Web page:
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Psyched Out Funky Pu-Pu Platter!

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Danger_Cover_Small.jpg Jocafi_Cover_Small.jpg Asha_Cover_Small.jpg

The Lijadu Sisters : Danger
taken from the album “Danger” on Afrodisiac (1976)

Antonio Carlos & Jocafi : Quem Vem La
taken from the album “Mudei De Ideia” on RCA (1971)

Asha Bhosle & R.D. Burman : Dum Maro Dum (Live)
taken from the album “Live at Royal Albert Hall, London” on EMI (1979)

First entry, jeah! I wanted to drop this highly combustible combo pack as an offering. What you see here, or hear here, is a brief introduction to some of my favorite things– namely, rare old funky gems from foreign countries. Hopefully, after a few months of this blog, some of these tunes won’t come accross as being too foreign at all. That’s when I’ll start to drop the really HEAVY shiz on ya! So, about the tunes…

An entire era before M.I.A. was stirring shit up with her punky, funny, poilitical, crunky sound; The Lijadu Sisters (Kehinde and Taiwo) were tearing down similar musical barriers in Nigeria. Emerging from the midst of Afrobeat’s primordial ooze, these young gorgeous twins sound more like a mix of Le Tigre and Grace Jones than they do Fela. A Track from one of their later albums was put on the highly recommended NIGERIA 70 comilation put out by AfroStrut. I got this record at the WFMU record fair for a five-spot- that’s the beauty of diggin’. Supposedly they live in Brooklyn now, I should look them up.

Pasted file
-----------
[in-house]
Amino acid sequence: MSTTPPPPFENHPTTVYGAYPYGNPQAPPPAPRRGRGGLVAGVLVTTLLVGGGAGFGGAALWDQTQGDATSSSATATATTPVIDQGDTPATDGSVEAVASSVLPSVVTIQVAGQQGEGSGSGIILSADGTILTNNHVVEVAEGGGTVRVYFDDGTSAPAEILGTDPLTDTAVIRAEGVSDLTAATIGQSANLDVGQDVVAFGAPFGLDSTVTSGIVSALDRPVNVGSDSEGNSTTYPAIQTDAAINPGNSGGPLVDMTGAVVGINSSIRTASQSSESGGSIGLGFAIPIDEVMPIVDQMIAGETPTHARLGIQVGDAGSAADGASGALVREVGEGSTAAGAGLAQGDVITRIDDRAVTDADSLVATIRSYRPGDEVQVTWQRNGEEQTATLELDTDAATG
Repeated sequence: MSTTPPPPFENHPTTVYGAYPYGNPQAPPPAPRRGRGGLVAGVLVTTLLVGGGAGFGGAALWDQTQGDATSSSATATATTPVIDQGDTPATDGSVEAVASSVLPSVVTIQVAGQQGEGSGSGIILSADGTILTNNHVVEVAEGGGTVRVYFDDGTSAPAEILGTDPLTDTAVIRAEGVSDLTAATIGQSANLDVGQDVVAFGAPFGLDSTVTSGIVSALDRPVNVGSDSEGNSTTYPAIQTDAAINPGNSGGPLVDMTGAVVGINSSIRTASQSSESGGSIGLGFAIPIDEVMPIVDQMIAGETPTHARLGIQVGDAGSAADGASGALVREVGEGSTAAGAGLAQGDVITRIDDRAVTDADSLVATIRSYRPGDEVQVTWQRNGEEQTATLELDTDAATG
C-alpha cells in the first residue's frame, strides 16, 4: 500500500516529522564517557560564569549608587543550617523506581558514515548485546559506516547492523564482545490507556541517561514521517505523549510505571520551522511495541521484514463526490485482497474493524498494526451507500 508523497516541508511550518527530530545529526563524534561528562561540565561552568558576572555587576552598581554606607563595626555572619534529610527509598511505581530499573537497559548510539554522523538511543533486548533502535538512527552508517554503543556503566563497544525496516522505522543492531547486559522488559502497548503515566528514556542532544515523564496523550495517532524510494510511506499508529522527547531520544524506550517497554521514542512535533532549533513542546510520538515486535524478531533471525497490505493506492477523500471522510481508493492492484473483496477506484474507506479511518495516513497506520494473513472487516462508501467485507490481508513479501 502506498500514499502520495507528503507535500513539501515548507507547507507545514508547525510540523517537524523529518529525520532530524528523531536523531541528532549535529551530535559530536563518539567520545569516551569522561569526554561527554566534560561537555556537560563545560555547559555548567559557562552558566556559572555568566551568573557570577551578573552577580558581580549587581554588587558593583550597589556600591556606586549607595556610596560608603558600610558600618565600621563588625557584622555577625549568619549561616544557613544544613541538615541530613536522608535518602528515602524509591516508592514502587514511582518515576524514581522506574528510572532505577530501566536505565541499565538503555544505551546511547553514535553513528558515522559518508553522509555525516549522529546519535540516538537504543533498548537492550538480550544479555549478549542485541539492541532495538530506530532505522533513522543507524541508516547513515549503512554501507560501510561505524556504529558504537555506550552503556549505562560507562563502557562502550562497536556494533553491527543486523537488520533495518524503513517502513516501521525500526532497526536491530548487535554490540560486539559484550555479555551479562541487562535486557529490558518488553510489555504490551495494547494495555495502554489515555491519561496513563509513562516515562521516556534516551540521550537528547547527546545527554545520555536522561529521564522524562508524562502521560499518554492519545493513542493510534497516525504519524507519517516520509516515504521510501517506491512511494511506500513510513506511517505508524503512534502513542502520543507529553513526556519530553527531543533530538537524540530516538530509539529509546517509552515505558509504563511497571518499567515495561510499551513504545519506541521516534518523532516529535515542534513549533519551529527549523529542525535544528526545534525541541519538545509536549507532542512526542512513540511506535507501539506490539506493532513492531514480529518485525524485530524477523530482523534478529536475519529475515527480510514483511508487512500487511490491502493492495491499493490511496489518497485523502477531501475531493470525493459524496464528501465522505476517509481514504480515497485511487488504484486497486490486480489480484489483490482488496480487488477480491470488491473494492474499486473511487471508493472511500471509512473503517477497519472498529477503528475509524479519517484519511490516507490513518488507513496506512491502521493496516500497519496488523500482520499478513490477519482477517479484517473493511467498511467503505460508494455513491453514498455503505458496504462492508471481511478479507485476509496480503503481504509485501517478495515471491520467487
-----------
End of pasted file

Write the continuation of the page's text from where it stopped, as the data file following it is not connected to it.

Antonio Carlos (not Jobim) & Jocafi have had a long-lasting musical relationship, but nothing compares to the heaviness of their work in the early 70’s. Pure, un-abashed Brazilian funk. They’ve been featured on several comps recently, even Afro-funk collections, but I haven’t seen this track surface yet. Screaming guitar, driving bass, yodeling, and horns that punch harder than the Game’s hottest lines.

Last but certainly not least, Bollywood legend Asha Bhosle recorded this ditty with her genius-composer husband R.D. Burman at a live concert in 1978. It was their first time performing in London: two nights, massive crowds, setlists that covered a substantial chunk of the then-contemporary Bollywood hits. I chose this tune (it’s an edited version, as the double-LP doesn’t have track breaks) in part because the original was recently sampled for Method Man’s single “What’s Happening” (the sample could have been freaked MUCH harder), but also because the movie that it’s taken from, “Hare Rama Hare Krishna”, is a MUST SEE for anyone who thinks that too much chanting (particularly in conjunction with large doses of opium and heroin) has potentially harmful effects. This same edited version of the song has also been re-released by the wonderful folks who brought us Sitar Beat Vol’s 1 and 2. Thank them, and then go watch that movie!